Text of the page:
# Master equation for a dynamical system on networks

I am trying to mathematically model the following idea that describes the dynamical evolution of a quantity over a graph.

Let us imagine we have a directed graph, with $$n$$ nodes and $$m$$ edges. Each directed edge from node $$i$$ to node $$j$$ has weight $$w_{ij}$$ and a reciprocal edge from node $$j$$ to node $$i$$ exists with inverse weight: $$w_{ji} = 1/w_{ij}$$.

I am assigning each node a scalar variable $$x_i$$ and I would like to model the temporal evolution of the scalar variables $$x_i$$ over all nodes, as if nodes communicate the quantity $$x_i$$ multiplied by the edge weights.

At every step, the variable $$x_i$$ should increase by the sum of the products of its neighbors' $$x_j$$ multiplied by the incident weights $$w_{ji}$$ and decrease by the sum of the products of its outgoing weights multiplied by $$x_i$$.

In other words:

$$x_i(t+1) = x_i(t) + \sum_{j\neq i}w_{ji}x_j - \sum_{j\neq i}w_{ij} x_{i}$$

or, given the condition that $$w_{ij}=1/w_{ji}$$ we could also write

$$x_i(t+1) = x_i(t) + \sum_{j\neq i}w_{ji}x_j - \sum_{j\neq i}\frac{1}{w_{ji}} x_{i}$$

In the limit $$\Delta t \to 0$$ I expect to describe this system by an ODE whose asymptotical behaviour I would like to study, but I am struggling to find a good description of this system in terms of matrices and linear algebra.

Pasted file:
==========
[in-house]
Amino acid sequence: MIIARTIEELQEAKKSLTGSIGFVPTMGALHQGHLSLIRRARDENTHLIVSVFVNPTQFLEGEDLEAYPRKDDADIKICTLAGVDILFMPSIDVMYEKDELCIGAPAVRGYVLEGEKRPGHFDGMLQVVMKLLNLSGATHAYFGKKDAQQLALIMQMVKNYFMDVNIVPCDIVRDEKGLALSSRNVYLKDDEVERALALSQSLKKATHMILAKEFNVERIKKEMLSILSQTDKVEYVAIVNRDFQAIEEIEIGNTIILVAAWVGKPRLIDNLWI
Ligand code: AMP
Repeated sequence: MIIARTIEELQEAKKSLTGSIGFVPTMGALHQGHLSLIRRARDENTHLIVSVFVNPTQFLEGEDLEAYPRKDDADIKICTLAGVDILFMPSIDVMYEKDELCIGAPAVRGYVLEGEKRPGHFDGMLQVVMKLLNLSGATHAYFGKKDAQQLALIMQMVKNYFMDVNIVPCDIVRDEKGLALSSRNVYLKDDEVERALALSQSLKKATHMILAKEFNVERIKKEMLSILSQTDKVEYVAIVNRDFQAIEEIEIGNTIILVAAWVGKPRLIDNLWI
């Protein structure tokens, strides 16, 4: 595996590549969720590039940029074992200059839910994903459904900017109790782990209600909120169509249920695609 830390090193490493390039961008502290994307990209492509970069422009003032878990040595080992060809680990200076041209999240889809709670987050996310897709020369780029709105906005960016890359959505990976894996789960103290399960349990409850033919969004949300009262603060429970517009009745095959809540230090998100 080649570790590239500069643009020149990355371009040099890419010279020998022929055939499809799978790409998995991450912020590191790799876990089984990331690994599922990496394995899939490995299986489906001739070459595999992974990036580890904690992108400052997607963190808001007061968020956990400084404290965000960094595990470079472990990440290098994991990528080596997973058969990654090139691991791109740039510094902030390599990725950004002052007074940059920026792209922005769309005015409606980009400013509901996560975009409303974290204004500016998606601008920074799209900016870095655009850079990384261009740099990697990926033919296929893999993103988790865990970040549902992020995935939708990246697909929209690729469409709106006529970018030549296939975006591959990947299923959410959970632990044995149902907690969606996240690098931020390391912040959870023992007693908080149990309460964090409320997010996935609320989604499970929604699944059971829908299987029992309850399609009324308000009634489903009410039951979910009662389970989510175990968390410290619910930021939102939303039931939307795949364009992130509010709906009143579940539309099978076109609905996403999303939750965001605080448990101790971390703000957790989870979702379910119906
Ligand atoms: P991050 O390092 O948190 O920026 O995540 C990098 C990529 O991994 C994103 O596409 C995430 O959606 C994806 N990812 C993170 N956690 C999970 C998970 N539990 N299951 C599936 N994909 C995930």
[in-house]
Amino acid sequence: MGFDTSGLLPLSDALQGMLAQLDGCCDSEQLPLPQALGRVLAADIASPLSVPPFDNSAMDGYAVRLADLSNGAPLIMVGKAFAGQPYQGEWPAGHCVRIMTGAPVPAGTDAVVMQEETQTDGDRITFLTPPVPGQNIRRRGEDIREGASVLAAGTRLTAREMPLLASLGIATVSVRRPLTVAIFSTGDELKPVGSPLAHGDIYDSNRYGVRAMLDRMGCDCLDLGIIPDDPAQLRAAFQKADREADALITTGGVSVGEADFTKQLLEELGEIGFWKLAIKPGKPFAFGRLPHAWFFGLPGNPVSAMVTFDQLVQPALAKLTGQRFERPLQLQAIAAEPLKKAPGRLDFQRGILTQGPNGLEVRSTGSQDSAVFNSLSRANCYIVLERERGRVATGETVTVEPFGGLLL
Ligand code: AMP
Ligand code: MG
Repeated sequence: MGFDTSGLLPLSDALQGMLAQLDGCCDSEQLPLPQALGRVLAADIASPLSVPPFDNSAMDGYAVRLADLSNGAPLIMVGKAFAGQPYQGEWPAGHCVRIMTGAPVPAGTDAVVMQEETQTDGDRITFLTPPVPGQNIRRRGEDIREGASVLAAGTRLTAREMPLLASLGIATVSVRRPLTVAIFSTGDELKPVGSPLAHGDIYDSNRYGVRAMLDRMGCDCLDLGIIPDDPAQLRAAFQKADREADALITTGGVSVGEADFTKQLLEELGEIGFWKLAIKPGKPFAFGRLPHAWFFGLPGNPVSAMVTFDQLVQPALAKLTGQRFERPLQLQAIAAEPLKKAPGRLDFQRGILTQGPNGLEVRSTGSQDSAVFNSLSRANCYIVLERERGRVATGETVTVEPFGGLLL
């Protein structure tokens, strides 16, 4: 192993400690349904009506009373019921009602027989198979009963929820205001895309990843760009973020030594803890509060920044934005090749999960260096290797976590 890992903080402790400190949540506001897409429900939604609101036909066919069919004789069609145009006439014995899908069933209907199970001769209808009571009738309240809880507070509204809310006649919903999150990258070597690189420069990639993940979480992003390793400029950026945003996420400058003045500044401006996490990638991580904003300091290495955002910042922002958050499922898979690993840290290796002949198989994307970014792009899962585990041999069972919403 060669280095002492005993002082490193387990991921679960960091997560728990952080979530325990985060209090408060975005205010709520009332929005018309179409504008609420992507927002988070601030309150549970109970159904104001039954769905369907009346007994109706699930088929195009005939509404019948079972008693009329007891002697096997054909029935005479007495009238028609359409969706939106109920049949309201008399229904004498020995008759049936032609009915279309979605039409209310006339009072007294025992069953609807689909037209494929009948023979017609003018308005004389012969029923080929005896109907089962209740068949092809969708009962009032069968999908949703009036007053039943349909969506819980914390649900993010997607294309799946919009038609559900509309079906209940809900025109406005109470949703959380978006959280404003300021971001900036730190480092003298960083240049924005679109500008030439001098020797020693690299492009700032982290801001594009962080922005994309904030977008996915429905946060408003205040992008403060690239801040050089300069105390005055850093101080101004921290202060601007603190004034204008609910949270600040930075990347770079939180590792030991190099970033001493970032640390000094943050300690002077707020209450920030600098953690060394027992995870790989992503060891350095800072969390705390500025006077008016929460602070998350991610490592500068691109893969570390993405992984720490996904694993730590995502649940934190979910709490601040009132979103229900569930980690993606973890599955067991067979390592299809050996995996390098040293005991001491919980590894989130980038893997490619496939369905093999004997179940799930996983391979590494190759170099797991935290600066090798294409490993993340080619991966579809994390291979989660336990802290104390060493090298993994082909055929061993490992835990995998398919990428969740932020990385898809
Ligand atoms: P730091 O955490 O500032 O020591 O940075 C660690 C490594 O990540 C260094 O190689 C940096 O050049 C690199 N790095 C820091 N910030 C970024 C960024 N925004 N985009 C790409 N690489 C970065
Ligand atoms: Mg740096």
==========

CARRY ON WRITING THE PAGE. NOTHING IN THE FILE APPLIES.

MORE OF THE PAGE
I believe this can be modeled in terms of master equation in statistical mechanics, but the presence of the inverse term makes things a bit more complicated.

How is it possible to write down this system of equations in terms of an ODE? Has this system already been studied? Could this system be related to chemical reaction networks?

• The Fokker-Planck-Equation may be of interest to you. A good source is the chapter on classical nonequilibrium in this book. May 21, 2019 at 9:26
• I think that at steady state, the detailed balance will hold, but I am having problems to express this problem in terms of matrices. May 21, 2019 at 9:28
• The main problem is that the weights are not the classical rates, but basically the ratio between $x_i$ and $x_j$. For example a weight $w_{ij}=2$ means that one unit of a quantity in node $i$ becomes 2 units of another quantity in node $j$. May 22, 2019 at 9:10
• I believe the simplest solution here it to model it as $\frac{dx}{dt} = -L x$ where $L=D^{out}-W^T$, with $W$ the weighted adjacency matrix and $D^{out}$ the diagonal matrix of the outgoing node degrees. Jun 3, 2019 at 15:42